• Single sign-on (SSO): A lot of bad design has to do with the complexity of signing in to accounts—the process of authenticating who you are. Most people have too many passwords to remember and this is elongating the sign-in process and frustrating users. My wish is that SSO would really storm the technology world. It should be mandatory! It involves using one existing account—like gmail—to authenticate the majority of a user’s sign-ins. The technology is available and secure; many companies employ it already. For example, Facebook makes its users’ credentials available for SSO on other platforms: “Sign in using your Facebook account.” I’m sure banks, for instance, with their multitude of user accounts, will jump on the bandwagon soon. While I doubt that Facebook’s SSO authentication will suffice for banks and other institutions, that’s the idea. There’s a window of opportunity for someone to fine-tune SSO to really help the world.

  • Reinventing the wheel: Stop going for the grandiose gesture—or design—and, instead, improve upon what already exists and satisfies consumers. For instance, consider car design. Cars have been around for a hundred years in basically the same configuration: four wheels, a steering wheel, seats, a trunk … you get the idea. Yet many iterations on the basic model have come down the pike and substantially improved the driver experience over the years. Little features like cup holders, stereo surround sound, and automatic windows and doors have made cars more comfortable and enjoyable. Apply this concept to your application creation rather than reinventing the wheel. Provide a better user experience, simply: Improve the log-in process; take the graphics up a notch; rework the upload/download function. In other words, if it ain’t broke, don’t fix it. Create your product around what people expect. Otherwise, you may create something that is anathema to a good experience.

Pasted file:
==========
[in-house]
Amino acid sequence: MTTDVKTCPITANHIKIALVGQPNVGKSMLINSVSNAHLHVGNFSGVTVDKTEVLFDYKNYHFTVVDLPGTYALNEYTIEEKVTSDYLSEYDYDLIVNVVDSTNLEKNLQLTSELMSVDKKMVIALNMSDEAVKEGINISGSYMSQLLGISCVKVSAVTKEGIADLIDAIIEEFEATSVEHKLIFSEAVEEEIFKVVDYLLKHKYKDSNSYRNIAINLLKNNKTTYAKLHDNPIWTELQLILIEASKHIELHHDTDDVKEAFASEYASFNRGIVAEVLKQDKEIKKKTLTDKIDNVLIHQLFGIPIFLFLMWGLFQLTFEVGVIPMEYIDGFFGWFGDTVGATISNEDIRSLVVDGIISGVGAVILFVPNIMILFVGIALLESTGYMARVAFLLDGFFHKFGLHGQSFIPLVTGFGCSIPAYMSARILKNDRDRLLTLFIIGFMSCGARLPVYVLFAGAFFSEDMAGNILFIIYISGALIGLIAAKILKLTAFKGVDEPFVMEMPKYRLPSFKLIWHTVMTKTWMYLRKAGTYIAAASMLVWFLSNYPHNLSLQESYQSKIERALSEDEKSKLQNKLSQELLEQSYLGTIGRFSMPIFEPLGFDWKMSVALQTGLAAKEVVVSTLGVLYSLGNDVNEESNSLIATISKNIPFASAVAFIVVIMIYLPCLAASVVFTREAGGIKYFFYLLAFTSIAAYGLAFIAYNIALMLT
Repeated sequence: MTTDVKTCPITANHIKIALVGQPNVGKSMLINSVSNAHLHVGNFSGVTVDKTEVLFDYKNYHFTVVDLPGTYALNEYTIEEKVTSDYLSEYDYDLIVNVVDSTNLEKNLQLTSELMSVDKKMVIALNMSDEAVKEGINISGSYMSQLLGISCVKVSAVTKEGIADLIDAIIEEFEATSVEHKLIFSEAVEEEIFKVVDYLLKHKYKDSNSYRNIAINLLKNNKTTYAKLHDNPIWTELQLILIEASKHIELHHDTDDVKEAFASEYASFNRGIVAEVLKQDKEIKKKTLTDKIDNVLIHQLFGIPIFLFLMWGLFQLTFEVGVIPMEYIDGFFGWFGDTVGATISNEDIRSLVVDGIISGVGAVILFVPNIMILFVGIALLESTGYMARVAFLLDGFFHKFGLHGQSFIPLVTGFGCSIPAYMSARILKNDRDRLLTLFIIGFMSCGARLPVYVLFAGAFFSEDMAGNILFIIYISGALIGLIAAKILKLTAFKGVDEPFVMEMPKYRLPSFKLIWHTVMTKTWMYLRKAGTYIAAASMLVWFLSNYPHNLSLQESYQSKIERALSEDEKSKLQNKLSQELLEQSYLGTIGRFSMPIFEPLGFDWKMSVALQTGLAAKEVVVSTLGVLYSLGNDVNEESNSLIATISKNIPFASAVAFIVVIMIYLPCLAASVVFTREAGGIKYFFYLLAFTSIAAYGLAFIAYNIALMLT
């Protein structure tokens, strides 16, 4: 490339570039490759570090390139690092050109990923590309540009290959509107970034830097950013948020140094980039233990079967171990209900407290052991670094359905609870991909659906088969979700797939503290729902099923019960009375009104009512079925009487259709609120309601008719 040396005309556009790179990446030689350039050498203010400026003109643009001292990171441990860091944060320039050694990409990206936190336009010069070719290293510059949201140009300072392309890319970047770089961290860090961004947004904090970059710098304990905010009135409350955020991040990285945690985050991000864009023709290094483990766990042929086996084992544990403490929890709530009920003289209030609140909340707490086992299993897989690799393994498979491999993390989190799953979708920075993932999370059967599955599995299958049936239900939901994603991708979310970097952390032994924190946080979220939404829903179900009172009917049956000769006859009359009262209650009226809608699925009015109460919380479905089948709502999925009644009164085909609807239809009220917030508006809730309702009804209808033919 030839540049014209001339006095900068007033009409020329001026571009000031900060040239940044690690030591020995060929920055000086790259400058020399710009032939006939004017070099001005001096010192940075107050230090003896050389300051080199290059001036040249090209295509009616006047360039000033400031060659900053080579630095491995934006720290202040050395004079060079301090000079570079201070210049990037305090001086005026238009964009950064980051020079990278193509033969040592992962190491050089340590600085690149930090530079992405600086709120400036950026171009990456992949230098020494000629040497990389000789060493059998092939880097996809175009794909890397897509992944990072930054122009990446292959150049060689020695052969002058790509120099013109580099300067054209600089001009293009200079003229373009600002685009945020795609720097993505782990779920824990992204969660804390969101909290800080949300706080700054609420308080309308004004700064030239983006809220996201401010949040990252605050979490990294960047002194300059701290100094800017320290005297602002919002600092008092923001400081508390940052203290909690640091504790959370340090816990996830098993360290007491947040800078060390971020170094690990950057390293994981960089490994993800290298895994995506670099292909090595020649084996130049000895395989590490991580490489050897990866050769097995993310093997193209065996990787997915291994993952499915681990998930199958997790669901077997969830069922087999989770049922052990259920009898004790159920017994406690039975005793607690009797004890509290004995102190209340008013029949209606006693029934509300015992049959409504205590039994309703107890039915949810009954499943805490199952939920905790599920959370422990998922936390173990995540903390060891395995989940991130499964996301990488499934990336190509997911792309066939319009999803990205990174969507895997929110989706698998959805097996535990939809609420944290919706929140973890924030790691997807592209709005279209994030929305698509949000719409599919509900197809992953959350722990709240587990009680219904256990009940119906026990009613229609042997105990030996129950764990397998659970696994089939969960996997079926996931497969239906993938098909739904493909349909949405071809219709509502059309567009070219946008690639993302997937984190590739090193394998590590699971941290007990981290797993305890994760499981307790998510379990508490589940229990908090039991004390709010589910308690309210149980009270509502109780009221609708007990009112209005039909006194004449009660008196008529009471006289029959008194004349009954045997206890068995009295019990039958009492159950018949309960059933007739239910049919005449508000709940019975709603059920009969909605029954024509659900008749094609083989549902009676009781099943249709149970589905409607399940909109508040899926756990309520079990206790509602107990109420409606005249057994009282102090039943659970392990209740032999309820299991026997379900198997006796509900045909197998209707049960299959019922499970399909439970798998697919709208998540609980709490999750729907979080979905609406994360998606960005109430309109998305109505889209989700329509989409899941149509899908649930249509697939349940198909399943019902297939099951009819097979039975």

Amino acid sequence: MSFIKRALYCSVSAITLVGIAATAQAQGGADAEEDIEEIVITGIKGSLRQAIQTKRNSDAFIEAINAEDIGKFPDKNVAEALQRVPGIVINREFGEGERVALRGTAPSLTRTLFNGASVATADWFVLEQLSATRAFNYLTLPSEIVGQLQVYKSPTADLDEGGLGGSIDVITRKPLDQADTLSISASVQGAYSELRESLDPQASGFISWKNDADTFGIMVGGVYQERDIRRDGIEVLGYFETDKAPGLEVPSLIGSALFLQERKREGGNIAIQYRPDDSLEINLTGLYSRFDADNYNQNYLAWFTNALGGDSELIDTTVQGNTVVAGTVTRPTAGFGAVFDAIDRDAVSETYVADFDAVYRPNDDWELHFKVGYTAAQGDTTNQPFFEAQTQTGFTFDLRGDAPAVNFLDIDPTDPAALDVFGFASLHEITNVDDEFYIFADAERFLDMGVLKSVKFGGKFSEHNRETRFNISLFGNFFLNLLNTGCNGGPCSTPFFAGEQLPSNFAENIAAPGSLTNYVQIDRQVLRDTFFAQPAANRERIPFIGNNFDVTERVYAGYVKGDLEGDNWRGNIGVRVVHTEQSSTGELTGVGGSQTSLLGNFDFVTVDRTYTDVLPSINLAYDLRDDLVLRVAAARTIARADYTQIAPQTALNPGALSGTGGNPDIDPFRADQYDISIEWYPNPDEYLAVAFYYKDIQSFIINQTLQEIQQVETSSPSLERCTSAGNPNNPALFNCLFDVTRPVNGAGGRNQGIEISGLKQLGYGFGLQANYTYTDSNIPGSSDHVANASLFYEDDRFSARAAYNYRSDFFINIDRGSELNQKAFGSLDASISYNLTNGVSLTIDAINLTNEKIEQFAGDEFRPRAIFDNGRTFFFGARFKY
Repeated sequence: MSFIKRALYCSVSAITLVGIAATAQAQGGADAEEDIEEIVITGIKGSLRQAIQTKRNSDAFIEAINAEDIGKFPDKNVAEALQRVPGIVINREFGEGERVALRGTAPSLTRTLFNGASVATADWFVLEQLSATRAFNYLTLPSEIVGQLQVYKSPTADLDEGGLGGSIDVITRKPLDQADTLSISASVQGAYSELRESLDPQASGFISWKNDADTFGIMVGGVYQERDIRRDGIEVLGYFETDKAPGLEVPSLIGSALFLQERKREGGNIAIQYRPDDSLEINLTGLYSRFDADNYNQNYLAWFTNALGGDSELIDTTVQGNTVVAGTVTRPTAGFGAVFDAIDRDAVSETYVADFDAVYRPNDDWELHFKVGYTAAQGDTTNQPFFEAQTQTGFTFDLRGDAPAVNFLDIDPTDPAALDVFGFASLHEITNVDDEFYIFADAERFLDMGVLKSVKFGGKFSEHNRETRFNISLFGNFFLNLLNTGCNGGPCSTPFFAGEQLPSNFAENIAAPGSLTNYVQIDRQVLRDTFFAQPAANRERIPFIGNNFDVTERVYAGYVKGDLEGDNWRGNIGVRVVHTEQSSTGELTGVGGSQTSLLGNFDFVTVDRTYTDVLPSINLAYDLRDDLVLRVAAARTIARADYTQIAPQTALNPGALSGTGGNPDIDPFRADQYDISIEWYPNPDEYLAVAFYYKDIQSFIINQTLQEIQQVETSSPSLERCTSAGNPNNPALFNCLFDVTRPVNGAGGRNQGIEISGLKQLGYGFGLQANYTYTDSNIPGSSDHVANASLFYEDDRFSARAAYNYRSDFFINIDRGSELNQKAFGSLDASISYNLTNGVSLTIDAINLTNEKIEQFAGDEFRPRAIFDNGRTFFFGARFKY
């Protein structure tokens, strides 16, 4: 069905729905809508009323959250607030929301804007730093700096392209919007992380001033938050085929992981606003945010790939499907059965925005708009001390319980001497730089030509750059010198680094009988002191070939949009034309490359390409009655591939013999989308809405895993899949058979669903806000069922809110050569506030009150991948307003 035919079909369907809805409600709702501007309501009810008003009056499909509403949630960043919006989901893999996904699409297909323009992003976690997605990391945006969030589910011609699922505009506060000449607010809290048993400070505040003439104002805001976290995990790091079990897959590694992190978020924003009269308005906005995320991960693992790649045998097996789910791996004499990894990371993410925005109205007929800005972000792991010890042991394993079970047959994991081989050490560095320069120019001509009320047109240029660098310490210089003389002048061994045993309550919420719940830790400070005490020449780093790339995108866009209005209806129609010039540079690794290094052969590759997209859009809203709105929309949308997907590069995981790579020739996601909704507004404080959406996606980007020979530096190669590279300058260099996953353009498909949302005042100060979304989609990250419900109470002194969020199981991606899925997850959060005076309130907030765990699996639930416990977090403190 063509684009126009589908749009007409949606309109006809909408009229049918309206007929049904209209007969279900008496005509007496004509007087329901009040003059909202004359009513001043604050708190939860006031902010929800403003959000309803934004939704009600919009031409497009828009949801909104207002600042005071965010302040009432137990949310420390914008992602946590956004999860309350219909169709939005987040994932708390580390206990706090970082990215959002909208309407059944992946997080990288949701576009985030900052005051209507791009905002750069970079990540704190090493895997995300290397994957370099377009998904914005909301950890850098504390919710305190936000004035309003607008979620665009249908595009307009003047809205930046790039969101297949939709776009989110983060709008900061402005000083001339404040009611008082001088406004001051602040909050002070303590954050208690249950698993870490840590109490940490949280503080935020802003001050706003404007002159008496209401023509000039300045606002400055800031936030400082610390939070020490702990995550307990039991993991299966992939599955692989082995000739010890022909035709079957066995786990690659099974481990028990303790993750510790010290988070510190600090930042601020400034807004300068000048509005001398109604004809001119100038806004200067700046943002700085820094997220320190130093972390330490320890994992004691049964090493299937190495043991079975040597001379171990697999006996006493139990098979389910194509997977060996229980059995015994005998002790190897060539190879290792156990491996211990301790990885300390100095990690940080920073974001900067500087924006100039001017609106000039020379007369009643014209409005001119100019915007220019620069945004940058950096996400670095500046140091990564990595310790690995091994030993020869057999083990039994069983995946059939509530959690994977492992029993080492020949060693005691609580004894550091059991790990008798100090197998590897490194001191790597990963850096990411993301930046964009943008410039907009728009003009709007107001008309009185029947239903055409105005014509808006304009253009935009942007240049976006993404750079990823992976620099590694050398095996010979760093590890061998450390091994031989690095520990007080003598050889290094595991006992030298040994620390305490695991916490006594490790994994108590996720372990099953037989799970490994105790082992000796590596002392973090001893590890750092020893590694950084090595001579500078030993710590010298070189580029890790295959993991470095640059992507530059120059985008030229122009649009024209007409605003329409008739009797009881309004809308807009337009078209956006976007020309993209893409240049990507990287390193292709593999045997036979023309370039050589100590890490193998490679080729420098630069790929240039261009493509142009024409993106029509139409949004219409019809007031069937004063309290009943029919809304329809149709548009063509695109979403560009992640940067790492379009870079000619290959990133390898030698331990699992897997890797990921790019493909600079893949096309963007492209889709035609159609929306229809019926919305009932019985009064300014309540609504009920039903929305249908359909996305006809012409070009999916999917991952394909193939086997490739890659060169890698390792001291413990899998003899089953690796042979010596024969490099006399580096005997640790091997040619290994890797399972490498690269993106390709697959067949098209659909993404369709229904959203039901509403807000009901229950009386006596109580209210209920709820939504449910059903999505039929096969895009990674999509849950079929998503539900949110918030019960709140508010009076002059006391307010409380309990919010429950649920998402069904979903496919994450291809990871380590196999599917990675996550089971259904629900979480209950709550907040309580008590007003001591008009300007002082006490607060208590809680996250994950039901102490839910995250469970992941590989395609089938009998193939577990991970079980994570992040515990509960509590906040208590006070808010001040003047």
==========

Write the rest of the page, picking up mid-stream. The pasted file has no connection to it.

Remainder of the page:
Many businesses also have a website, and one of my biggest pet peeves is when those sites lack a mobile-first approach. After all, we’re dealing with millennials these days. According to the United States Census Bureau, they are the nation’s largest living generation, numbering 83.1 million. Nearly every individual—92 percent—in this generational grouping (born between 1982 and 2000) owns a smartphone. If you want to market to a millennial and you don’t have a mobile-first design, you might as well put your money back in your pocket. Few of these consumers are going to go straight to a desktop-only application and use it all the time.

This approach ties into millennials’ expectations regarding texting. If millennials sign up for my product on mobile and I send them authentication numbers through SMS, they are likely to feel more comfortable and secure that I’m in tune with their needs. Subconsciously they think, “This company understands me.” SMS is a new-age way of thinking and eliminates the complications of email—from opening a browser to opening email to clicking through a long, spam-filled list of messages. Businesses hoping to make inroads into the millennial market should seriously consider texting as a communication channel. Pew Research reports that 97 percent of smartphone owners use text messaging at least once per week, making it the most widely used basic feature or app.

Remember to design your product around your users. Make it a good experience for them and they’ll keep coming back to you.

Topics: CX, customer happiness, UX, UI